Wednesday, May 17, 2017

Trump Efforts to Blunt Climate Tool Likely to Provoke Legal Backlash

The administration wants to weaken the “social cost of carbon” as it looks to overhaul Obama’s climate regulations.

President Trump (Credit: Photograph by Pool | Getty) Click to Enlarge.
The Trump administration faces likely legal challenges as it looks to exploit a crucial tool for evaluating the economic cost of climate change in an effort to justify plans to unravel environmental rules.

The idea behind the so-called “social cost of carbon” is that estimating the economic damages from every additional ton of greenhouse gas emissions allows regulators to more accurately assess the costs and benefits of public policies.  Michael Greenstone, previously a chief economist for Barack Obama’s Council of Economic Advisors, has called it “the most important number that you’ve never heard of.”

But in late March, President Trump issued an executive order that called for disbanding President Obama’s social cost of carbon working group, withdrawing the documents underpinning the current estimates, and directing agencies to consult 14-year-old guidelines from the Office of Management and Budget for future calculations.  The same order directed federal agencies to review a series of environmental regulations put in place under Obama, and “suspend, revise, or rescind” them "if appropriate."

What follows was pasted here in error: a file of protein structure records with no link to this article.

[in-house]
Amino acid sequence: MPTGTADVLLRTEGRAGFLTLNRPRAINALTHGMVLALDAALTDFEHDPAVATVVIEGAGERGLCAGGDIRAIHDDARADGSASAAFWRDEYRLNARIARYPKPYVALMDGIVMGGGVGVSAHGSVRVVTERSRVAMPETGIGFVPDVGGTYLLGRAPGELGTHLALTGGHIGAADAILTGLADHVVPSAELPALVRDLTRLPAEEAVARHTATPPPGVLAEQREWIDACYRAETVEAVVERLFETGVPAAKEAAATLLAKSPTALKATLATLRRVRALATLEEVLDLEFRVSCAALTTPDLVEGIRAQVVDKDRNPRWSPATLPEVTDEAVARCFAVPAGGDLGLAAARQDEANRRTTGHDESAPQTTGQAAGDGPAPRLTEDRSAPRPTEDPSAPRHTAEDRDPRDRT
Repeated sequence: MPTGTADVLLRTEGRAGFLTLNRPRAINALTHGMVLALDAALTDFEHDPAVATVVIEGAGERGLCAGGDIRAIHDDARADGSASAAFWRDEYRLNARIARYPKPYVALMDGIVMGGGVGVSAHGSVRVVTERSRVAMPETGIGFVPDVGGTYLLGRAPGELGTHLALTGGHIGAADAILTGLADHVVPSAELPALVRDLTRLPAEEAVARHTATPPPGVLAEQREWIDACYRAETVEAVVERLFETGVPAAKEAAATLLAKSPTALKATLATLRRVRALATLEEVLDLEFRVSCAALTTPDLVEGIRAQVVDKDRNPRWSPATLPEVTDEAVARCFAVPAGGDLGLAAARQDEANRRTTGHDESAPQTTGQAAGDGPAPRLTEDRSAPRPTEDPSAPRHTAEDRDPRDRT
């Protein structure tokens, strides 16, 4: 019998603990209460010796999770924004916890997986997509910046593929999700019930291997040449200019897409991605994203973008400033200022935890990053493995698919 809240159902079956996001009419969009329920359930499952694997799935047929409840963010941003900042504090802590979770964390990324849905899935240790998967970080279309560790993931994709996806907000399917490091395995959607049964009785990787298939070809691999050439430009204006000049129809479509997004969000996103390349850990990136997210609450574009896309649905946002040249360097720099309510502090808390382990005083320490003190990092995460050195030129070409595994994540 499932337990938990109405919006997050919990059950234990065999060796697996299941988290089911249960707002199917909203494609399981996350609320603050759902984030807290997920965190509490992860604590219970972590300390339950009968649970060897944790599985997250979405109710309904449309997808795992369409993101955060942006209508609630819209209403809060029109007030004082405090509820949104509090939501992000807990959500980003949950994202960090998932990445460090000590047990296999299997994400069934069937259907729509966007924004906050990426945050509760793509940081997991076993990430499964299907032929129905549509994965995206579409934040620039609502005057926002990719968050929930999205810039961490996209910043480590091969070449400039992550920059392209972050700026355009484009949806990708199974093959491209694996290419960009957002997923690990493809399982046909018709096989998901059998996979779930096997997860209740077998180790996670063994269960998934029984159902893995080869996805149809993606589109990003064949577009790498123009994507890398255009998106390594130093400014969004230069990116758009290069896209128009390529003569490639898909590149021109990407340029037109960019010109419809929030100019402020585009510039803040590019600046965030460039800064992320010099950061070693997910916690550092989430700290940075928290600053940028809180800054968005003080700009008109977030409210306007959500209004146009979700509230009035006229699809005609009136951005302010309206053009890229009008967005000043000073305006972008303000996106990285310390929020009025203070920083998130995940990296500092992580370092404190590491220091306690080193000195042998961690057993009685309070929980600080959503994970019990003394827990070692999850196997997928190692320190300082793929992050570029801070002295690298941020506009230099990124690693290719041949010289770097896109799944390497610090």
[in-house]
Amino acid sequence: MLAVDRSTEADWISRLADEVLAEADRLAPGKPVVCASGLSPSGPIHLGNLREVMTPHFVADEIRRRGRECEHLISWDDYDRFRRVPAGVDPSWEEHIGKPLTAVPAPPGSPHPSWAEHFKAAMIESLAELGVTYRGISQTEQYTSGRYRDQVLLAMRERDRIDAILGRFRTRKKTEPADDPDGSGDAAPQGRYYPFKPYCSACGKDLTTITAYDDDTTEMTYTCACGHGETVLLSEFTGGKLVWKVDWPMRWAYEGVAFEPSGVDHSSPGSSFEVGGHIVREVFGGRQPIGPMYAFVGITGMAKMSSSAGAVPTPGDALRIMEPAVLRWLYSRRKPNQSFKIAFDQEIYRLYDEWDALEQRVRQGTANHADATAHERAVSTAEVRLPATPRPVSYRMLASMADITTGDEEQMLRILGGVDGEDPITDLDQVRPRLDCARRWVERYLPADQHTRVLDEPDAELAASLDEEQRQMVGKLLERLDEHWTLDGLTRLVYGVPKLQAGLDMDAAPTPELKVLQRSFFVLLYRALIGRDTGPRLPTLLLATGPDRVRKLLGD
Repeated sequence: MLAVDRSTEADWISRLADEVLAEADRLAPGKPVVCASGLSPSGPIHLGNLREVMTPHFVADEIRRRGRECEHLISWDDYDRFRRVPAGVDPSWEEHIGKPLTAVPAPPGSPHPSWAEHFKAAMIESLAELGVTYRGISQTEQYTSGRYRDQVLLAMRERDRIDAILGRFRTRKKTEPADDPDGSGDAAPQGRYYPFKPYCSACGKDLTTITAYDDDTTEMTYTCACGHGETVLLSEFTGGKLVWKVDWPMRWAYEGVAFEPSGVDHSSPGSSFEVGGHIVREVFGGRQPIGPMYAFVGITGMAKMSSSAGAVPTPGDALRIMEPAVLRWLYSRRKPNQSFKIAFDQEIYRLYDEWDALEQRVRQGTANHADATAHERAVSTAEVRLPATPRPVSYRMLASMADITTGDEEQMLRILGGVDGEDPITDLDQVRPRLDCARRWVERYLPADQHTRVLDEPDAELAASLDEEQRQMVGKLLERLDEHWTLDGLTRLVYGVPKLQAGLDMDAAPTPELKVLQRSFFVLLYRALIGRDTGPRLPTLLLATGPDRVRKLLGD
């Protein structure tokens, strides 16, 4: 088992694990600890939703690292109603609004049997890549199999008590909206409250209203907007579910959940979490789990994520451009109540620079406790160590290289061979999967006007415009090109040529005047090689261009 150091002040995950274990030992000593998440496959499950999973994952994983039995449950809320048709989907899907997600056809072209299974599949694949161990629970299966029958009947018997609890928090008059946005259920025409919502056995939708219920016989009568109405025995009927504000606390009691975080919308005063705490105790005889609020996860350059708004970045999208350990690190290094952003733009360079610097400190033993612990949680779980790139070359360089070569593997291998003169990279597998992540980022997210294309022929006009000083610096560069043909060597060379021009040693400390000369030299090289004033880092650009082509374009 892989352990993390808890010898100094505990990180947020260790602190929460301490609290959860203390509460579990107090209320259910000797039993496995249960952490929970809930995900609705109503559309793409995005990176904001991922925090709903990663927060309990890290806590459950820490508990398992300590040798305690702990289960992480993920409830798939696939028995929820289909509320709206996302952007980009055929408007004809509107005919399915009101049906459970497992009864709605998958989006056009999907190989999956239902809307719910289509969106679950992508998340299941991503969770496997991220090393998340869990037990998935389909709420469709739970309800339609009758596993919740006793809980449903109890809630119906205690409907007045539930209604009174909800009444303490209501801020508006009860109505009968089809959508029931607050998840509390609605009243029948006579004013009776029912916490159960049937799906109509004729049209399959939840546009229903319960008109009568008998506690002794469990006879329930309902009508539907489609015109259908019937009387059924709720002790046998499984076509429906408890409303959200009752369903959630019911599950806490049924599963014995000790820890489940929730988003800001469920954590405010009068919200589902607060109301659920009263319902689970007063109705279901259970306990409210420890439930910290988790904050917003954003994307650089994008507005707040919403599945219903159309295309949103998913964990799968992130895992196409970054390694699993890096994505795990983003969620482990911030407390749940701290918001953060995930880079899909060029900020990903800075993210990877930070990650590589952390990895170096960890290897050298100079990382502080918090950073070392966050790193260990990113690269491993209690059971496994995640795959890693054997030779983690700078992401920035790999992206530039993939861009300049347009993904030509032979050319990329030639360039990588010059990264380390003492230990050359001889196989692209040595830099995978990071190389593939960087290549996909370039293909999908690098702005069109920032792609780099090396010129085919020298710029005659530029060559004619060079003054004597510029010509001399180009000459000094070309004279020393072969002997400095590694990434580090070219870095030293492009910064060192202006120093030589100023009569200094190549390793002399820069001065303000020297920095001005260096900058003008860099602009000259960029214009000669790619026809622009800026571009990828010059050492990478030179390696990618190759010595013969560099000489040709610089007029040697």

The central estimated social cost of carbon now stands around $40 per metric ton of carbon dioxide, and ticks up over time.  But if federal agencies ignore or significantly reduce that figure, it could offer the administration a rosier economic cover story for dismantling the Climate Action Plan, Clean Power Plan, and mileage standards, or for signing off on controversial pipelines, fracking on federal lands, and much more.  Such changes could have substantial impacts on deployment of renewable energy sources, investment in carbon capture technologies, and research on improved vehicle efficiency.

Read more at Trump Efforts to Blunt Climate Tool Likely to Provoke Legal Backlash

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